Fall 2017

Research May Add to Ocular Rosacea Therapy Choices

While avoidance of trigger factors, gentle cleansing and a variety of medical therapies are among today’s options for controlling ocular rosacea, continuing research on its pathophysiology is uncovering potential avenues for the development of important new advances in its treatment, according to Dr. Edward Wladis, associate professor and vice-chairman of ophthalmology at Albany Medical College, in a recent article in the medical journal Survey of Ophthalmology.1

Diagnosing Rosacea in Darker Skin Can Often be Difficult

While the treatment may be the same as in lighter skin, diagnosing rosacea in patients with dark skin types may be more challenging, according to Dr. Andrew Alexis, associate professor of dermatology at the Icahn School of Medicine at Mount Sinai, during a session at the summer meeting of the American Academy of Dermatology in New York.

Changes in Skin Microbiota May Affect Rosacea Development

The ways in which disruptions and imbalances in the ecosystem of bacteria, Demodex mites and other microorganisms on the skin, known collectively as the skin microbiota, may be involved in the development of rosacea were discussed at the summer meeting of the American Academy of Dermatology in New York.

Survey: Patients’ Facial Cleansing Routines Vary

Results from a new National Rosacea Society survey found that most rosacea patients practice a thorough and gentle facial hygiene routine that involves washing twice daily with warm water and a non-soap cleanser, and blotting their face dry with a towel. 

Sixty-five percent of the 719 rosacea patients surveyed said they wash their face twice daily in the morning and evening. Sixteen percent said they wash their face once daily in the morning, while 14 percent wash their face once daily in the evening. Only around 3 percent of patients washed their face less often than once daily.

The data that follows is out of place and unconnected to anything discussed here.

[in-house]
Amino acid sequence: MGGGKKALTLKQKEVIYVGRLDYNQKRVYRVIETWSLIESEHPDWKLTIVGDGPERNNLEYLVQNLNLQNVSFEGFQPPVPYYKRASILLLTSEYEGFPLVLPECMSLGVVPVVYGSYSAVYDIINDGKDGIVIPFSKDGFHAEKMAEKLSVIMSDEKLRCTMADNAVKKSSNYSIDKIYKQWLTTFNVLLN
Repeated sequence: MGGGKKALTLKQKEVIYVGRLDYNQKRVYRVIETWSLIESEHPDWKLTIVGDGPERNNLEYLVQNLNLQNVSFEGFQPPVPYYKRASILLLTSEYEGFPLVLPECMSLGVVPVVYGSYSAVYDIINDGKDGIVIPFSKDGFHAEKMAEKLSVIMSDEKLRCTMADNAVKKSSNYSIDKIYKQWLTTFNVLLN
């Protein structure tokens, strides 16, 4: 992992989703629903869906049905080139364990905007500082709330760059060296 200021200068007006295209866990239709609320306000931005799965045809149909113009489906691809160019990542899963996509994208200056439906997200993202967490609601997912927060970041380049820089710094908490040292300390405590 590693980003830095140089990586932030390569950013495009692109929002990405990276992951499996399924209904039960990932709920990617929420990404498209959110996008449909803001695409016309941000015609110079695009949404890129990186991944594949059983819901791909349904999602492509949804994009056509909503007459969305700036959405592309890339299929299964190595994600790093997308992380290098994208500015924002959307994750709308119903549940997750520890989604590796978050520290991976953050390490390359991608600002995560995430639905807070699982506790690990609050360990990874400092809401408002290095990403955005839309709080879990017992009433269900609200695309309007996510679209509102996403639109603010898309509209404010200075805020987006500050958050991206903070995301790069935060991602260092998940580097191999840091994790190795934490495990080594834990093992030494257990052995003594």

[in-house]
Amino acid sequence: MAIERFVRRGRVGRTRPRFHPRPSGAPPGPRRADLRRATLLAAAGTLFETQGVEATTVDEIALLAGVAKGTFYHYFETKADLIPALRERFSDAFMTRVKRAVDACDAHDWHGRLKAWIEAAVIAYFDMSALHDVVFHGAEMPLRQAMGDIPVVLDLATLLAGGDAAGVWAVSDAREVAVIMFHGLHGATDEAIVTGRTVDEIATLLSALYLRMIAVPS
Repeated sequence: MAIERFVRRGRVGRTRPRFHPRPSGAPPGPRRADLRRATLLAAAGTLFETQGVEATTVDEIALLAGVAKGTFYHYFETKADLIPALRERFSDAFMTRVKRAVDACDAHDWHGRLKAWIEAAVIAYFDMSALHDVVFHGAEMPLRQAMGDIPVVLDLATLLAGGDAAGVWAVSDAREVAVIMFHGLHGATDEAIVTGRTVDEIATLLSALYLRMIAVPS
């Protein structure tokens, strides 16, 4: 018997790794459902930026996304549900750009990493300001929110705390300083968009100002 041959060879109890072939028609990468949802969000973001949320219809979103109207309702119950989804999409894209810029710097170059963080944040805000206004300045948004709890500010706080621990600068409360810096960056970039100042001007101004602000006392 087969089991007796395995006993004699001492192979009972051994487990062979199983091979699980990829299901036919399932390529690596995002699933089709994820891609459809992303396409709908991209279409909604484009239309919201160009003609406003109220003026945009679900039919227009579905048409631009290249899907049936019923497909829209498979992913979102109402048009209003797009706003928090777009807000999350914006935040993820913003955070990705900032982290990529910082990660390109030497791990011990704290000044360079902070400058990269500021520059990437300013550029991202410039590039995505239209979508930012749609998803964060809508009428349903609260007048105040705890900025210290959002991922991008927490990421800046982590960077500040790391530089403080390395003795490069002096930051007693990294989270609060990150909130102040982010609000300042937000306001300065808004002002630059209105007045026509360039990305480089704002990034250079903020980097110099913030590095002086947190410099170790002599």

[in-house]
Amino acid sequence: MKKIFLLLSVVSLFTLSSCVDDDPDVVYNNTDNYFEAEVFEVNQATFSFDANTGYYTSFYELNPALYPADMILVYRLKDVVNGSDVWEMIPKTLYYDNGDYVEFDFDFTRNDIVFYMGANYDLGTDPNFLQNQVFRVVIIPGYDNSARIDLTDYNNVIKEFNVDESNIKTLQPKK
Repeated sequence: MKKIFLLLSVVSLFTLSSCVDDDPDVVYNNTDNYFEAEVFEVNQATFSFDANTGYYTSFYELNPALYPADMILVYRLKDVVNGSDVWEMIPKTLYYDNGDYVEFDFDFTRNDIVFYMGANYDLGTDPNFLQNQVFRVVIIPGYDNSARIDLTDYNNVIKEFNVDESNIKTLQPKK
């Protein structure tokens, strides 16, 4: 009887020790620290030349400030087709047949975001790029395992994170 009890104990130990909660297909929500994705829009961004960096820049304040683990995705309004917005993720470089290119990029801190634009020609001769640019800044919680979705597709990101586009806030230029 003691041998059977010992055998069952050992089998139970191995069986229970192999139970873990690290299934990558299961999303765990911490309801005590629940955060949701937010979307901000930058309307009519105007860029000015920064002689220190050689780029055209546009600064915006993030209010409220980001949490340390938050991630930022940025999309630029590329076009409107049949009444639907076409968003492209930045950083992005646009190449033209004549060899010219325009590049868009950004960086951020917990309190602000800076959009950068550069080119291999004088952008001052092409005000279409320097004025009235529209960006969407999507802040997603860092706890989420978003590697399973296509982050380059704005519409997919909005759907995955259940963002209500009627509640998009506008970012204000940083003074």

Rosacea Through the Ages: a Timeline

When the National Rosacea Society was founded 25 years ago, very few Americans were aware of this chronic skin disorder, even though it’s now estimated to affect more than 16 million in the U.S. alone. Here is a timeline that traces the recorded history of rosacea in art, literature and medical texts up to the present: 

New NRS Grants Awarded for Rosacea Research

The National Rosacea Society (NRS) has awarded funding for three new studies, in addition to continuing support for three ongoing studies.

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Phone:
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Email:
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National Rosacea Society
196 James St.
Barrington, IL 60010

Our Mission

The National Rosacea Society is a 501(c)(3) nonprofit organization whose mission is to improve the lives of people with rosacea by raising awareness, providing public health information and supporting medical research on this widespread but little-known disorder. The information the Society provides should not be considered medical advice, nor is it intended to replace

consultation with a qualified physician. The Society does not evaluate, endorse or recommend any particular medications, products, equipment or treatments. Rosacea may vary substantially from one patient to another, and treatment must be tailored by a physician for each individual case. For more information, visit About Us.